As a special member of the family, we do our best to keep our pets safe and secure at home. Unfortunately, pets can still manage to break loose from the safety of their home or yard. Having a pet who runs away is a horrible feeling. It helps to know there are resources available to assist you in the recovery of your pet. Persistance is the key to finding you lost pet.
As always, we highly recommend a collar, i.d. tag, and a microchip, an inexpensive and permanent form of identification. These things are your pets best ticket home. **Please remember, a collar without a tag is useless in helping your pet find his way home.
According to the Missing Pet Network, start your search for your missing pet by:
- Knock on doors and talk to people in the neighborhood.
After loosing a pet, many people walk the streets around their home and call out for their pet. People who knock on their neighbor's doors and ask if anyone has seen their pet are more likely to find him or her.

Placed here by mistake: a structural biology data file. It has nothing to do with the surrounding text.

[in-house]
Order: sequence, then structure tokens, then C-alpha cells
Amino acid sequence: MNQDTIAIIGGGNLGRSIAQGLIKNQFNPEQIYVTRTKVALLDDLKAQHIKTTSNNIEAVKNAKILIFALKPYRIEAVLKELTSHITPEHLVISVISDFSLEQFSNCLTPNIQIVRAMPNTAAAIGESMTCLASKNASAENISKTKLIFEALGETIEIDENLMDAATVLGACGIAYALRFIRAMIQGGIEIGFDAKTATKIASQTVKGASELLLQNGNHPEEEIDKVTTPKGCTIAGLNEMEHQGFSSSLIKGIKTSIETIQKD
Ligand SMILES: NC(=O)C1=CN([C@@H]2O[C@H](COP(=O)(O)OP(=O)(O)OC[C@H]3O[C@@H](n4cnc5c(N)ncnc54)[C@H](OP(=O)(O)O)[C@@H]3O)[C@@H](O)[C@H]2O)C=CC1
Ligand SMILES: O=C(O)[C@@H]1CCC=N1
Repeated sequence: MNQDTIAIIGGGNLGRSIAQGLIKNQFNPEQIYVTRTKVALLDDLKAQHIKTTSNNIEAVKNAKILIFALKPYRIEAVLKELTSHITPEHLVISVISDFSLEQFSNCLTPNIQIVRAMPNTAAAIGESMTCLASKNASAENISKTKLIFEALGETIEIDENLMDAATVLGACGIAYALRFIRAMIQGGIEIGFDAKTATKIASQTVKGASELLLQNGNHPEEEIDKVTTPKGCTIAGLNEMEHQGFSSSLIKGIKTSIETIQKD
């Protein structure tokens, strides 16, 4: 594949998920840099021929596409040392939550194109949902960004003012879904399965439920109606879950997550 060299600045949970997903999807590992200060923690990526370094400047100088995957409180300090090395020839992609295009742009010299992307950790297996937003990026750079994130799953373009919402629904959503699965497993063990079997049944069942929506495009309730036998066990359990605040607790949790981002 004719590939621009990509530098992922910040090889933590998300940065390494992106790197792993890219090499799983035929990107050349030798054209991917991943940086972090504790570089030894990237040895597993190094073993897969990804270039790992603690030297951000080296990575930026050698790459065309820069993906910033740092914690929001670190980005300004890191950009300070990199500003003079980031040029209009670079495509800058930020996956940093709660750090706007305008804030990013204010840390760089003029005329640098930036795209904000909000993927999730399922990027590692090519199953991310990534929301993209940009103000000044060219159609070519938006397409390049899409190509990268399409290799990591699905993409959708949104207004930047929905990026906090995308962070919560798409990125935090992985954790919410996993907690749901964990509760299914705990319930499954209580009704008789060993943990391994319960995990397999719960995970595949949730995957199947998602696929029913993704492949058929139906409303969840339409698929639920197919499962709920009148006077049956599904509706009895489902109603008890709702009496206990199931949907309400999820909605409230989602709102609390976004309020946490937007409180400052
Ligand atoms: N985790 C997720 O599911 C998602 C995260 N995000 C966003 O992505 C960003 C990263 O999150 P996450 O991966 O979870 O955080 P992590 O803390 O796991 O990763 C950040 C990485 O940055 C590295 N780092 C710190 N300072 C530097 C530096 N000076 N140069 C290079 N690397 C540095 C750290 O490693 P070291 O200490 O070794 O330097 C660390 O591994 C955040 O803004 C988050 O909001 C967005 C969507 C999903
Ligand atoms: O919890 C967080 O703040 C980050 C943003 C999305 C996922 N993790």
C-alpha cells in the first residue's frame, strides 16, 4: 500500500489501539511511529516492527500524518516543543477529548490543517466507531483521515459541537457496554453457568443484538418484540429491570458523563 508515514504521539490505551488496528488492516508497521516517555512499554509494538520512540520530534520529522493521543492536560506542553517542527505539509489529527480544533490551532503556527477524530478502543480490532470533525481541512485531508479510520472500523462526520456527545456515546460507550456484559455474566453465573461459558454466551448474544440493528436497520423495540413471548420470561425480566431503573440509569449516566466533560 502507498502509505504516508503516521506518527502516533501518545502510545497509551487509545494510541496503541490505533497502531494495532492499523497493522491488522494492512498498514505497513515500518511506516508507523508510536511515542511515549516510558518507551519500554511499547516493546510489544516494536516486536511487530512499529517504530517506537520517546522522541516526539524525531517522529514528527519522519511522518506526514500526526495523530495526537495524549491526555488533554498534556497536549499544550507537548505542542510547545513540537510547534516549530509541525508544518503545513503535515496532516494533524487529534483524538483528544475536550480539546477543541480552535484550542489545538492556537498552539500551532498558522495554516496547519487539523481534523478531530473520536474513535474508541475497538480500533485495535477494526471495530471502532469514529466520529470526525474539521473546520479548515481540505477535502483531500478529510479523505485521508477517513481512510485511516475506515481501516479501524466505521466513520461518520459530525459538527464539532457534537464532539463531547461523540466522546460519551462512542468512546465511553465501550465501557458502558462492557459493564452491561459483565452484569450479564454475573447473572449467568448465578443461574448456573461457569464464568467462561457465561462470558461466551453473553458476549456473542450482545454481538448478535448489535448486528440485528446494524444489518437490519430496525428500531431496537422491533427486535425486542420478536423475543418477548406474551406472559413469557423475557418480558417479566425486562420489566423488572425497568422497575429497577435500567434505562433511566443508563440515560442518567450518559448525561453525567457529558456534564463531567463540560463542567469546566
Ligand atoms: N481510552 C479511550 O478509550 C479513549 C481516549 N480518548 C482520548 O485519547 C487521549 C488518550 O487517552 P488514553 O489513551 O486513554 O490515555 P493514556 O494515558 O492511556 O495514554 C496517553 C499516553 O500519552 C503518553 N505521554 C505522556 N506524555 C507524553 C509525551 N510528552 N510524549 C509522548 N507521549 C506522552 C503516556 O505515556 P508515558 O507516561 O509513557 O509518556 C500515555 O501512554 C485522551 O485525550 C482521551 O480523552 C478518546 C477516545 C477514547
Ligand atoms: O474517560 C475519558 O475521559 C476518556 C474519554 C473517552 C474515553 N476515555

- Hand out or hang fliers with your pet's picture on them and your phone number.
Fliers need only to have a clear photo of the animal and a telephone number that someone will answer or that is hooked to an answering machine.
- Go to all local shelters and government agencies charged with picking up stray and lost animals and look for yourself, at least every other day.
Calling the animal control department or shelter on the phone is only partially effective. Your pet may not yet be listed in the records at the front desk, and the way you describe your pet may not be the way a shelter describes your dog. Any animal may become dirty and/or matted very quickly. You should visit the shelter, even if your pet was wearing tags when it was lost.
- Put an ad in the local paper, and in the papers in surrounding areas. Some people only look in the newspaper to locate an animal's owner. Advertising in the paper can also be important to establish you were actively looking for your pet in case someone were to claim it you meant to give it up or didn't want it.